How “Humans of New York” shows us what it means to be human
How “Humans of New York” shows us what it means to be human
Humans of New York

Do you know the “Humans of New York” (HONY) blog? Brandon Stanton shares portraits with compelling stories on Instagram and Facebook. He started in New York, but has since done several trips. All over the world, strangers share particularly intimate stories with Brandon, about their health, relationships, wishes and traumas. You can read three lessons from all these stories below:

1. You are not alone

First of all, you are not alone. We don’t often talk about traumas, feelings and doubts. We fear what others will think about us if we share our “deepest” secrets. We are afraid of rejection or do not want any pity. But nobody’s life is perfect. On HONY you can read stories about addicted parents, bad relationships, unhealthy friendships, mental health problems but also stress because of university or insecurities. You soon see that you are not alone in what you experience or have experienced. This recognition can provide peace and perhaps courage to also share your story with a friend, family member or a psychologist.

2. Openness is contagious

HONY is a community, which means that readers are active: they offer support and understanding through the comments, sometimes organize collection campaigns and offer references to, for example, other websites where you can read more about a certain topic. In addition, many comments appear in which someone else shares a similar experience. This way, taboo is broken bit by bit around any subject.

3. We can handle more than we think

The most extraordinary and intense stories appear on HONY. Apart from the fact that these stories break taboos and help others in similar situations, they are often stories of people who have gotten out of a certain situation. They have endured the most difficult moments in their lives and have achieved something positive for themselves. These stories show how resilient we are when it comes down to it!

A preview – click on the picture to see the original post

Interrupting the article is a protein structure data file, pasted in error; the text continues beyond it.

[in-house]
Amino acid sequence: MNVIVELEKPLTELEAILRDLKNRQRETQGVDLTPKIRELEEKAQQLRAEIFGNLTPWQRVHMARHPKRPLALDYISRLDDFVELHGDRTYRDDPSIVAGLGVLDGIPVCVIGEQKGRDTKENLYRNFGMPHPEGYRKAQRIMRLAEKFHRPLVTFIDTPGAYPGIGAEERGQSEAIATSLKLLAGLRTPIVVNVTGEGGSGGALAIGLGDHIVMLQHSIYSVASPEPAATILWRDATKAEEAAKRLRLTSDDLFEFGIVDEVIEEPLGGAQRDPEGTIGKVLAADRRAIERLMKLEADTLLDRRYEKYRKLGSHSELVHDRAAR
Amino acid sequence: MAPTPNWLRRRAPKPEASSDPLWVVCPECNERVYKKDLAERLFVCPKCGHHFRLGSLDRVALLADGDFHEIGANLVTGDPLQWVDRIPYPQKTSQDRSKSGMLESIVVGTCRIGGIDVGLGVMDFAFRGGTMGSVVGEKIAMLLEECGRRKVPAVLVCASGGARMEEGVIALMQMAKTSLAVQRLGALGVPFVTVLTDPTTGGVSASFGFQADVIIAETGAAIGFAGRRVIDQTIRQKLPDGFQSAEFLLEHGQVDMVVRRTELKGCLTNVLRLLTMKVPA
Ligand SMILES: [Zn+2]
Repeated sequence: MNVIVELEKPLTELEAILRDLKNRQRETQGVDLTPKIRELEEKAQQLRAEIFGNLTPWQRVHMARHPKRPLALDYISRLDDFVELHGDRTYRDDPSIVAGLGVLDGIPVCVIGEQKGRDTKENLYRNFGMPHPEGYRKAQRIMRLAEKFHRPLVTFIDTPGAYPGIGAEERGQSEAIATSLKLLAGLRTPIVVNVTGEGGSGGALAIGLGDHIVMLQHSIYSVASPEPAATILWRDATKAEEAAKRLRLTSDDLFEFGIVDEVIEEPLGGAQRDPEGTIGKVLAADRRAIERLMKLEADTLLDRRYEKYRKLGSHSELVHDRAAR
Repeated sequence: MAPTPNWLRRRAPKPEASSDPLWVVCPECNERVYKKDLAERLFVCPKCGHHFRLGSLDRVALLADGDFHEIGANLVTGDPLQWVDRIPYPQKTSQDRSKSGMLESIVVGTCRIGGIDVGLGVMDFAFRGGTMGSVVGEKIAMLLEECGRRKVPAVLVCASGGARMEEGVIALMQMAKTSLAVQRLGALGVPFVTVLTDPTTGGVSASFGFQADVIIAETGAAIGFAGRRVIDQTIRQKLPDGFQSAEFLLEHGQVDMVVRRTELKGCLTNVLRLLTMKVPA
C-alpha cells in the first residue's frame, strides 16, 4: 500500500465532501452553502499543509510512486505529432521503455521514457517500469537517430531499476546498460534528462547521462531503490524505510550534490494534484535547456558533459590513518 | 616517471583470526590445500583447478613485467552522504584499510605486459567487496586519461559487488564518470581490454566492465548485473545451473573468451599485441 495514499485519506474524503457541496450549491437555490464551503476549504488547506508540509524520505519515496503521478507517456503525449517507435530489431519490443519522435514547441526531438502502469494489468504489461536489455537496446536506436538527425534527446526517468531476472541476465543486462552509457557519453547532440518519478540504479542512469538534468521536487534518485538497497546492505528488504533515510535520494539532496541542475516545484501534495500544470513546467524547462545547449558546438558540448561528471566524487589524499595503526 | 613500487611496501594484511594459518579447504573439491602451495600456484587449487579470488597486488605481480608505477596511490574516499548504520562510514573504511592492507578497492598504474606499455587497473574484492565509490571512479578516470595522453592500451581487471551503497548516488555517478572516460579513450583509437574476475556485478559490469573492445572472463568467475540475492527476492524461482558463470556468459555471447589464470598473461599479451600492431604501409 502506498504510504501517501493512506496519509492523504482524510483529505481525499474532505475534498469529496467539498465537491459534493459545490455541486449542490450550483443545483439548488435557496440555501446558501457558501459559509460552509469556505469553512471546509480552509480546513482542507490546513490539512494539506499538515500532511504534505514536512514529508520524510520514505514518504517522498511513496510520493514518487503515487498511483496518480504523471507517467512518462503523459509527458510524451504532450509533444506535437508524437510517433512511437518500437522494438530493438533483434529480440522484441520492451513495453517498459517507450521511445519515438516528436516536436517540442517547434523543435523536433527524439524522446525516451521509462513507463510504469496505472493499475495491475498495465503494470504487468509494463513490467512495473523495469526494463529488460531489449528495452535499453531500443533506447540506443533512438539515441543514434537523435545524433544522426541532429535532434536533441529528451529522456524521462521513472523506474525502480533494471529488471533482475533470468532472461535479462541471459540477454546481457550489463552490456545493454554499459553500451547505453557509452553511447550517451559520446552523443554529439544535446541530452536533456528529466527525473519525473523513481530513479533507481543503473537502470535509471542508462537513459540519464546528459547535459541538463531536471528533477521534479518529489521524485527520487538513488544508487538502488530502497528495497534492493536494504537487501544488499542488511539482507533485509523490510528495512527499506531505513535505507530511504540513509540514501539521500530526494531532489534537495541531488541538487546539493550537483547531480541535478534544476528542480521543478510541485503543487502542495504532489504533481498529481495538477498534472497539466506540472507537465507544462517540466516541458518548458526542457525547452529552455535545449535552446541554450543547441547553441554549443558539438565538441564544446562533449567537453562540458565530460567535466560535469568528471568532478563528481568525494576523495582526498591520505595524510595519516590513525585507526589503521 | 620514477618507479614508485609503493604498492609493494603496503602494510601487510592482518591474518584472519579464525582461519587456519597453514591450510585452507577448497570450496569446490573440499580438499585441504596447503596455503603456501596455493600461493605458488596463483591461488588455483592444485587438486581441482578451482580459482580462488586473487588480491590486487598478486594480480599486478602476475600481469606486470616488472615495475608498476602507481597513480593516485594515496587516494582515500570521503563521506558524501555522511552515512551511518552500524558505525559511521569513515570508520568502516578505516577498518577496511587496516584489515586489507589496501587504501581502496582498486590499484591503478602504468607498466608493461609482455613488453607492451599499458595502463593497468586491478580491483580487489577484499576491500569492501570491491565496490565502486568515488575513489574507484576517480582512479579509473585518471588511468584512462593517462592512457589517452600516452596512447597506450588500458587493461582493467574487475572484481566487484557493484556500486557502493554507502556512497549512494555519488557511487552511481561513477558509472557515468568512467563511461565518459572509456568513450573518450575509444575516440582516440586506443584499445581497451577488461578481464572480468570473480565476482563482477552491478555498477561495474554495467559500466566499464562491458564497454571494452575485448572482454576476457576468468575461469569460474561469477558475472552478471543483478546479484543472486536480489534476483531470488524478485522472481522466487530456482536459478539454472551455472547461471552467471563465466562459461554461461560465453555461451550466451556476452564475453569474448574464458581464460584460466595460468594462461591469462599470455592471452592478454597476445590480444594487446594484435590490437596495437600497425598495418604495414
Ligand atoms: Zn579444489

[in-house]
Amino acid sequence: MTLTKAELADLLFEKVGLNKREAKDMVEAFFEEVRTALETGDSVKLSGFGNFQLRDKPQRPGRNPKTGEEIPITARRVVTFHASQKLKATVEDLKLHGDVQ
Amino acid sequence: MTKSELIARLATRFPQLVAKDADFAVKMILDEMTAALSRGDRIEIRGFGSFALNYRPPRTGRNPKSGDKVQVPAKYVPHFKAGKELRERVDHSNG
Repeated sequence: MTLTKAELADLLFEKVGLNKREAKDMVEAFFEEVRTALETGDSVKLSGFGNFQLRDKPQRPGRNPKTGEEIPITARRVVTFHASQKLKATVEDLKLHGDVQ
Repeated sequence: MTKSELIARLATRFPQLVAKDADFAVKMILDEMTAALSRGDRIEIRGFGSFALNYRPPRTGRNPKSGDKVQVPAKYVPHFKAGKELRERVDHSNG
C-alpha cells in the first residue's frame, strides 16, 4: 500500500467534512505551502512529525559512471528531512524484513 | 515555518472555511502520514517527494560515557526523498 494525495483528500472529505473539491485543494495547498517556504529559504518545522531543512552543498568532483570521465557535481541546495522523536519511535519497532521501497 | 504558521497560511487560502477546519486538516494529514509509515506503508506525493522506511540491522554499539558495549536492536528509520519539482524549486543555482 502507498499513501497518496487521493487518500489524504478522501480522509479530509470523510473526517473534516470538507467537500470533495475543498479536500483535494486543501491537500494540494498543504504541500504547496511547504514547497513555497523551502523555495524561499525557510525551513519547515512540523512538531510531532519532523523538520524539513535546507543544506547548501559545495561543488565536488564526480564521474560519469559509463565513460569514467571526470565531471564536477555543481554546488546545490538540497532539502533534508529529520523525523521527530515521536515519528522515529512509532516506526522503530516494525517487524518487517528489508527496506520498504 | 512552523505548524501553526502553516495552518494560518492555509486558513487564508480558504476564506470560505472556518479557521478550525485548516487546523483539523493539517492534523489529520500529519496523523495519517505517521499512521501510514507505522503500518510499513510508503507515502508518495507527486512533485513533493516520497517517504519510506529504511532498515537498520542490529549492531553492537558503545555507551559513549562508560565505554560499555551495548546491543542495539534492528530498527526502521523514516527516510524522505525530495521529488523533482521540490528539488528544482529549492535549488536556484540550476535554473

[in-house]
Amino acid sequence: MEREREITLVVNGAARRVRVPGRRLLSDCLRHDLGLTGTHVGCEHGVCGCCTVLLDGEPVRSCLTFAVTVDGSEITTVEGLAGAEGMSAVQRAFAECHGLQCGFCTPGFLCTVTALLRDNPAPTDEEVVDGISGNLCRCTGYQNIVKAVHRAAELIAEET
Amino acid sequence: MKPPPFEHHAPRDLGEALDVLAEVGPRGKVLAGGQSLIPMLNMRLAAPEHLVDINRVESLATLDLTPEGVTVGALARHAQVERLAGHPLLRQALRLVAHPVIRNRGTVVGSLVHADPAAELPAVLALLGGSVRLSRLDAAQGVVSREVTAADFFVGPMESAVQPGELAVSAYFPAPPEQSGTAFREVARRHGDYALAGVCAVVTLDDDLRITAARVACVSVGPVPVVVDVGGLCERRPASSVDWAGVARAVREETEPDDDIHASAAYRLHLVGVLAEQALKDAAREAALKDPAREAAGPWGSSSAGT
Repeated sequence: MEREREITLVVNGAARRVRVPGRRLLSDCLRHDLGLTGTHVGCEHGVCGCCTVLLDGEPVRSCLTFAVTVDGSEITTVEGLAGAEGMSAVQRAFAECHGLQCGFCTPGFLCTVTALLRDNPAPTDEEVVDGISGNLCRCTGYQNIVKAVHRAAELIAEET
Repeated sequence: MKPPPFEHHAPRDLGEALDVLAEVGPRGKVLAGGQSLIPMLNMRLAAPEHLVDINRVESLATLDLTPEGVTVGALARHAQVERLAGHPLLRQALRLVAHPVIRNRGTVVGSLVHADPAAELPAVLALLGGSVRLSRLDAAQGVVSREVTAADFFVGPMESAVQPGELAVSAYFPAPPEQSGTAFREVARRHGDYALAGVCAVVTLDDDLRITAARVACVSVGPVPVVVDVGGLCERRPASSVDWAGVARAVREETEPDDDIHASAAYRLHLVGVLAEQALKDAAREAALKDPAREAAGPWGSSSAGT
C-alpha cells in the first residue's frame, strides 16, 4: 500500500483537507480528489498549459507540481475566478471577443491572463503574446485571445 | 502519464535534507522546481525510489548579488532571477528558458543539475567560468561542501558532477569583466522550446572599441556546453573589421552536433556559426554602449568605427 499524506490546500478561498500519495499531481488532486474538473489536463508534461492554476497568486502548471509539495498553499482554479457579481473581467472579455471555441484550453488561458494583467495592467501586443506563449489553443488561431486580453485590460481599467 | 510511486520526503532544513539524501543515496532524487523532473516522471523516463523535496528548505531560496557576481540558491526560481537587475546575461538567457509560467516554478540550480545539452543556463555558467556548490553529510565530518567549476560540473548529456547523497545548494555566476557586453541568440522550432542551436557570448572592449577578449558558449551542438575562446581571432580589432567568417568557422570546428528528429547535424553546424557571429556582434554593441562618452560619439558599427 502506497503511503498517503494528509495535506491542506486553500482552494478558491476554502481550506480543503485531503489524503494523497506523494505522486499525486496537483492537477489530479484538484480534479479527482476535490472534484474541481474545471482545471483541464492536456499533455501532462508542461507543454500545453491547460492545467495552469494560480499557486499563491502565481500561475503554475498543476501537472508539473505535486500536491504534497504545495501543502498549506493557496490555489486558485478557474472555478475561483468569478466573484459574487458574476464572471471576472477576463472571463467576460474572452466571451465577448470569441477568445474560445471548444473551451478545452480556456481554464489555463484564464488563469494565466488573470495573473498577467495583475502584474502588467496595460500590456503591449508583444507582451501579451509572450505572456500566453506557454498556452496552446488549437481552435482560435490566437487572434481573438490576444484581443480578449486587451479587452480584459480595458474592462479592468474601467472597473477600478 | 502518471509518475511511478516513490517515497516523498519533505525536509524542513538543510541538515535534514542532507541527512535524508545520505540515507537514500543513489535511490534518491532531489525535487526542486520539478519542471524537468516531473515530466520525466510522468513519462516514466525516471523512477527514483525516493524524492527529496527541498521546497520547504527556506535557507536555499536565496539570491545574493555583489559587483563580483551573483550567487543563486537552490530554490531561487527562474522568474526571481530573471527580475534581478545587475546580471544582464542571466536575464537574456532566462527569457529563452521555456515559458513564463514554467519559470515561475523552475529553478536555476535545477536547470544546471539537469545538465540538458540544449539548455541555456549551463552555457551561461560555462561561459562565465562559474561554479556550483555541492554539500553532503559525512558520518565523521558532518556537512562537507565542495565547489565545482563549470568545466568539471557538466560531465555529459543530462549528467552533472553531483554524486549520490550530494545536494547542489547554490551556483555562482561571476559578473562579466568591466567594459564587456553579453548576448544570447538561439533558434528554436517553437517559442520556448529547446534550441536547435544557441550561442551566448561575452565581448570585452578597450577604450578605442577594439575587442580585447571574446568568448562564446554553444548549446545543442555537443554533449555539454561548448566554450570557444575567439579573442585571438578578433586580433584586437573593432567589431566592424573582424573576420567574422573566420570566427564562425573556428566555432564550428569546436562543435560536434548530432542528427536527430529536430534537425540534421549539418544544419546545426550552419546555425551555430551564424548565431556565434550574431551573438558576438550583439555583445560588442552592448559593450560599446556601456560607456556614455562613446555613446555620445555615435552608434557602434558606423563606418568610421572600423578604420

“I see myself in my son.

I know what it’s like to be in that teenage stage when you feel the need to prove yourself. One day when I was about his age, I was hanging out with some friends after school, and they wanted to go to the mall, but I had to go back to school and work on a project. A few hours later, they all ended up getting arrested for shoplifting. When I got home, my father was crying. He’d gotten a call from one of the boy’s fathers, who told him everything that happened. He told my dad: ‘Barak didn’t get arrested because he went to school.’ My dad dropped to his knees and started hugging me, and telling me that I’d made the smart decision, and that night he took me out to dinner. Today, every one of those friends is either dead or locked up.”

“Over the past few years I’ve been having a lot of negative thoughts.

Toward the world. Toward myself. Toward other people. I’ve been struggling with chronic depression, and I think the most obvious symptom is negativity. My perception changed so slowly that I didn’t even notice. It didn’t feel abnormal. I just thought I was seeing the world clearly. I thought people were basically mean. I couldn’t find the energy to sit down with them, talk to them, and learn they aren’t bad. But watching her grow has been a revelation. She’s positive toward all humans. And everyone is positive toward her. I never know who starts it. I don’t see who begins the interaction. But so many times I’ll be on the bus or metro, and I’ll look up, and she’ll be smiling at a stranger. And they’re smiling back. And it makes me so happy. Sometimes my face hurts from smiling so much. She’s taught me how prejudiced I’d become toward other people. Somehow I’d forgotten that if you smile, people smile back.”

“He put me in the hospital when I was pregnant with her.

The next day he started crying, begging for forgiveness. He said: ‘I’m so sorry, I was drunk, I need you so much.’ So I took him back. The next time it happened, he managed to convince me that it was my fault. He said that he wouldn’t have gotten so angry if I had paid more attention to him. So I started thinking that I could be better. Then it happened again. Honestly, I stayed with him so much longer than I should have because I was afraid of becoming the stereotype of a single black mother.”

Which post has inspired or motivated you?

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Lisa den Boer

Content creator who believes in the power of content: breaking taboo, motivating and inspiring. Curious about new places, cultures and other people.

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